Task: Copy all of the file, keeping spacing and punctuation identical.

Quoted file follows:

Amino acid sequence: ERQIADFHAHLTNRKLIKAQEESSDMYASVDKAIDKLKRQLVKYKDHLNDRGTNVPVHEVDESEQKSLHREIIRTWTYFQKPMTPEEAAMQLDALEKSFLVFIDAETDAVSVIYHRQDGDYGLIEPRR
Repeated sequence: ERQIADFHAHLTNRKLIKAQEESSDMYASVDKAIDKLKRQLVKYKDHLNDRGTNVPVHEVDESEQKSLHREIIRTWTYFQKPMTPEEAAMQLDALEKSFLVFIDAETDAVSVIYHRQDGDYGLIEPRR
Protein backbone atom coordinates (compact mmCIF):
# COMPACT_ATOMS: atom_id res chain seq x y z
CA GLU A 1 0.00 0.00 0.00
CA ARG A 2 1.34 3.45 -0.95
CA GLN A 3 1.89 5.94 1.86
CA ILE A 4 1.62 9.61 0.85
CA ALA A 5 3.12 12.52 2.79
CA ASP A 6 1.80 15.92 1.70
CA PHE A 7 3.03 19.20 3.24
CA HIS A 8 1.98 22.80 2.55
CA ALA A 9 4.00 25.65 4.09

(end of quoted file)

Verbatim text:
Amino acid sequence: ERQIADFHAHLTNRKLIKAQEESSDMYASVDKAIDKLKRQLVKYKDHLNDRGTNVPVHEVDESEQKSLHREIIRTWTYFQKPMTPEEAAMQLDALEKSFLVFIDAETDAVSVIYHRQDGDYGLIEPRR
Repeated sequence: ERQIADFHAHLTNRKLIKAQEESSDMYASVDKAIDKLKRQLVKYKDHLNDRGTNVPVHEVDESEQKSLHREIIRTWTYFQKPMTPEEAAMQLDALEKSFLVFIDAETDAVSVIYHRQDGDYGLIEPRR
Protein backbone atom coordinates (compact mmCIF):
# COMPACT_ATOMS: atom_id res chain seq x y z
CA GLU A 1 0.00 0.00 0.00
CA ARG A 2 1.34 3.45 -0.95
CA GLN A 3 1.89 5.94 1.86
CA ILE A 4 1.62 9.61 0.85
CA ALA A 5 3.12 12.52 2.79
CA ASP A 6 1.80 15.92 1.70
CA PHE A 7 3.03 19.20 3.24
CA HIS A 8 1.98 22.80 2.55
CA ALA A 9 4.00 25.65 4.09